For this article “A Bomb in the Lasagna” writer, Will Standish, and “Saturday Morning Cartoons” writer, Aubrey Fox, will be co-writing an article on what we believe should be considered a Christmas classic – the Hey Arnold! Christmas special “Arnold’s Christmas”. Merry Christmas and enjoy!
Every year, I have to brace myself before watching “Arnold’s Christmas”. This is because, out of the wide array of movies and tv specials I consume in the days leading up to Christmas, nothing is nearly as adept at making me cry as is this first season episode of the seminal 90s cartoon Hey Arnold. While there’s no shortage of weepy Christmas entertainment or fun vintage Nickelodeon holiday episodes, “Arnold’s Christmas”, released 20 years ago this month, stands alone amongst its 90s Nickelodeon peers. Taking considerable risk for the first season of a children’s cartoon in earnestly depicting the sadder side of the holidays and, in its boldest move, the lingering tragedies of the Vietnam War, “Arnold’s Christmas” is a beautifully animated and written Christmas special deserving of a spot in the Christmas Canon among the likes of A Charlie Brown Christmas, It’s a Wonderful Life, and Die Hard.
What separates “Arnold’s Christmas” and in fact the rest of Hey Arnold from the rest of its Nicktoons brood is its refusal to talk down to its audience. Complex life lessons are as much a hallmark of the series as are playground urban legends and Helga punching the lights out of the boundary-disrespecting Brainy. Episodes such as “Pigeon Man” don’t pull their punches in depicting the way social outsiders are unfairly feared and mistreated, and the same emotional honesty permeates “Arnold’s Christmas”. The episode follows Arnold (and, unknown to him, his bully and secret admirer Helga) as they attempt to reunite Mr. Hyunh, a resident of Arnold’s boarding house, with the daughter he was separated from during the Vietnam war in time for Christmas. For a children’s show in its first season that is…certainly heavy material. Though the war is never mentioned by name, it is animated with powerful, unmistakable –and incredibly emotional– imagery.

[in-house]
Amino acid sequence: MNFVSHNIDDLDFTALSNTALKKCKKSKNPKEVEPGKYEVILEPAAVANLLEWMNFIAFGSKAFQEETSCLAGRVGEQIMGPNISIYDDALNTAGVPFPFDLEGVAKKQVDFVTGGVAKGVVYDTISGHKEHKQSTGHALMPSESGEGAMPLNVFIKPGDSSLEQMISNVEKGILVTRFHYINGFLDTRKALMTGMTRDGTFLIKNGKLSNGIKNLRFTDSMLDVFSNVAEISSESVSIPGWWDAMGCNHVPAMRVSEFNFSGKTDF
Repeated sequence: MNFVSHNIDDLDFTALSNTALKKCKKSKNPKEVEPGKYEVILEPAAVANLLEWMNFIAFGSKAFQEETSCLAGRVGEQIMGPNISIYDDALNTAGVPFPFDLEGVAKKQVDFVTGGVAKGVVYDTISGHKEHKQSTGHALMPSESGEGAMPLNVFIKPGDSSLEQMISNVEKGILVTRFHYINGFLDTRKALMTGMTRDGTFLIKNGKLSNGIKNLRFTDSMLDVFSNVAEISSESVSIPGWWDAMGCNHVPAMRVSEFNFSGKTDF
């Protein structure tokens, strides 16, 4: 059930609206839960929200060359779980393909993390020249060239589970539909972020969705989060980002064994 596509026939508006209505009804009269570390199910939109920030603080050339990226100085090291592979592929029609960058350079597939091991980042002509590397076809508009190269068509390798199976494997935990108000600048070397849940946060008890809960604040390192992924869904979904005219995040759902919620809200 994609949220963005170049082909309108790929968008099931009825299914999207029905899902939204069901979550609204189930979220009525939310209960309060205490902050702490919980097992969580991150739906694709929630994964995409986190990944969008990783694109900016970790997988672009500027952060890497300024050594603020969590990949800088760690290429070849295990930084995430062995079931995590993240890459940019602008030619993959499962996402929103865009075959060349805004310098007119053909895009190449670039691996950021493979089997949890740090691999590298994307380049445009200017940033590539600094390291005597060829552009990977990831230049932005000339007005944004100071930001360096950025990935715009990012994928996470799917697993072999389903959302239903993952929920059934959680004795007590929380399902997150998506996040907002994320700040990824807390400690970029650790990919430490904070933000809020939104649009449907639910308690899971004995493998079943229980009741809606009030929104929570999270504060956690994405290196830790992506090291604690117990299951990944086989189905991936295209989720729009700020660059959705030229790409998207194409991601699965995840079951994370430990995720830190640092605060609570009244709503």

Having a low budget, and being two decades old, “Hey Arnold” doesn’t have the highest quality of animation by today’s standards, yet the show knew how to utilize its simple style to its fullest. Through clever use of color choice, camera angles, and the set-up of certain scenes, it managed to tell its story in a clear and often artistic fashion. During the sequence where Mr. Hyunh is telling his story, the scene switches from the show’s usual bright and multi-colored palette to a monochromatic style as he starts talking about a war befalling his country. As the scene continues, we see soldier’s silhouettes pass across his daughter’s crib; a chilling image for such simple animation. As the flashback comes to a close we are given an array of many different angles and camera pans as Mr. Hyunh runs holding his daughter in a crowd of people towards helicopters manned by soldiers – an unmistakable reference to the evacuation after the Fall of Saigon. Then the movement slows down as Mr. Hyunh makes his decision to allow the soldiers to take his daughter to safety as he is left behind. In the span of less than two minutes, the special managed to tackle a fearful moment in history and threw us right in the middle of it.